Many potential mums who are considering family creation through oocyte (egg) donation fell quite anxious that they are no more than a “third wheel” to their future child – that biology might somehow “trump” motherhood.  Often when I am talking to these women, I mention the emerging field of epigenetics, which, put simple, is the effect that nurture can have on nature.  I have just discovered this wonderful website which explains epigenetics really clearly http://www.beginbeforebirth.org/the-science/epigenetics and even has a cool video to explain the action of the process http://www.beginbeforebirth.org/for-schools/films#epigenetics.  I suspect that the years ahead will reveal just how much input a mother has on her developing baby, even if there is a genetic donor.Screen Shot 2018-10-12 at 9.56.23 am.png

Loving a person with BPD

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I frequently find myself working with people who feels bewildered by the behaviour of their partner/daughter/mother/brother/friend.  When I dig a little deeper, although I am clearly not in a position to diagnose someone who is not in the room, it starts to become clear that the absent loved one has features of personality disorder.  Quite often, that person seems to meet (at least some) of the criteria for Borderline Personality Disorder (BPD).  As described by the National Education Alliance for
Borderline Personality Disorder (NEABPD)
, BPD is “a serious mental illness that centers on the inability to manage emotions effectively. The disorder occurs in the context of relationships: sometimes all relationships are affected, sometimes only one. It usually begins during adolescence or early adulthood.  While some persons with BPD are high functioning in certain settings, their private lives may be in turmoil. Most people who have BPD suffer from problems regulating their emotions and thoughts, impulsive and sometimes reckless behavior, and unstable relationships.  Other disorders, such as depression, anxiety disorders, eating disorders, substance abuse and other personality disorders can often exist along with BPD.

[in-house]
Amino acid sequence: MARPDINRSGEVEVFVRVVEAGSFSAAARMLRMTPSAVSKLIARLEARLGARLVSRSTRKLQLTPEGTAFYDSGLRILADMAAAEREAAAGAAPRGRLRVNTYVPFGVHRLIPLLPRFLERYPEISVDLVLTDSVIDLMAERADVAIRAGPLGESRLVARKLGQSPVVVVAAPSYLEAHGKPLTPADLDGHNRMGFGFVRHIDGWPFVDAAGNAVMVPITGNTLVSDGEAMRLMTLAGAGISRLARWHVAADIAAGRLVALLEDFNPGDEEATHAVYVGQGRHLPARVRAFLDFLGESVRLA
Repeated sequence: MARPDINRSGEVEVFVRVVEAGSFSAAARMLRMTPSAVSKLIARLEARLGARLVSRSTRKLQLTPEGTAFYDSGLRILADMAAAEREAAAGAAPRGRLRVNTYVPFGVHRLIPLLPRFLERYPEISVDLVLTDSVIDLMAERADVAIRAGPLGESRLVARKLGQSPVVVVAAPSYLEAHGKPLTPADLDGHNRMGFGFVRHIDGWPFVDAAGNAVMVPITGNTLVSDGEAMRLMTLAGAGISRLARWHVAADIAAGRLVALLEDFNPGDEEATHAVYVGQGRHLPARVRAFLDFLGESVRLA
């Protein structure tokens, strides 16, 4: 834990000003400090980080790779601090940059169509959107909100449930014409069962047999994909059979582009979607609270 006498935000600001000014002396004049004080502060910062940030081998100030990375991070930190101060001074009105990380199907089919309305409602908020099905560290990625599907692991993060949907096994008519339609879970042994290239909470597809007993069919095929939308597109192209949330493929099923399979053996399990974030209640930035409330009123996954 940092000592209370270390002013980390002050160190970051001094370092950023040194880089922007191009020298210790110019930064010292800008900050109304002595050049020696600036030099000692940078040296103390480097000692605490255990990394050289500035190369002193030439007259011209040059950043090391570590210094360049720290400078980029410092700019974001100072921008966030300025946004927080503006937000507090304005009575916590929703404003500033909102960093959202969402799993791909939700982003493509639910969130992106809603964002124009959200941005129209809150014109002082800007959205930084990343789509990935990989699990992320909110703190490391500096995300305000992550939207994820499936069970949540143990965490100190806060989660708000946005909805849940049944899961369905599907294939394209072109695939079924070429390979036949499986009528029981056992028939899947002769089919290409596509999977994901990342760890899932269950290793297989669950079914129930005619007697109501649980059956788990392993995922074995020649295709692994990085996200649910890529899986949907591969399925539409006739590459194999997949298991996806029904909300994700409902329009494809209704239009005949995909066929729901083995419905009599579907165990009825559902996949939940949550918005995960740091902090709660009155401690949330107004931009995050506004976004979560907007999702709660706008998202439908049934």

My patient is often bewildered by the behaviour of their loved one – Why do they react so dramatically?  Why do they seem to take everything so personally?  Why do they threaten to hurt themselves over the (apparently) smallest upset.  Having something to read about BPD can be really handy and while there are some GREAT books on this (think “Walking on Eggshells“), sometimes you want to be able to get your hands on some down to earth coping suggestions quickly. So, I was pretty chuffed to find these Family Guidelines published online by theNEABPD https://www.borderlinepersonalitydisorder.com/family-connections/family-guidelines/ 

The guidelines contain some simple, but really helpful suggestions for how to cope with what might feel like very unfair or irrational responses from someone with BPD, and how to make those family/friendship relationships work, despite what can be a tricky set of personality characteristics.  An excerpt below…

Managing Crisis, Pay Attention, But Stay Calm

Don’t get defensive in the face of accusations and criticisms. However unfair, say little and don’t fight. Allow yourself to be hurt. Admit to whatever is true in the criticisms.

When people who love each other get angry at each other, they may hurl heavy insults in a fit of rage. This is especially true for people with BPD because they tend to feel a great deal of anger. The natural response to criticism that feels unfair is to defend oneself. But, as anyone who has ever tried to defend oneself in such a situation knows, defending yourself doesn’t work. A person who is enraged is not able to think through an alternative perspective in a cool, rational fashion. Attempts to defend oneself only fuel the fire. Essentially, defensiveness suggests that you believe the other person’s anger is unwarranted, a message that leads to greater rage. Given that a person who is expressing rage with words is not posing threat of physical danger to herself or others, it is wisest to simply listen without arguing.”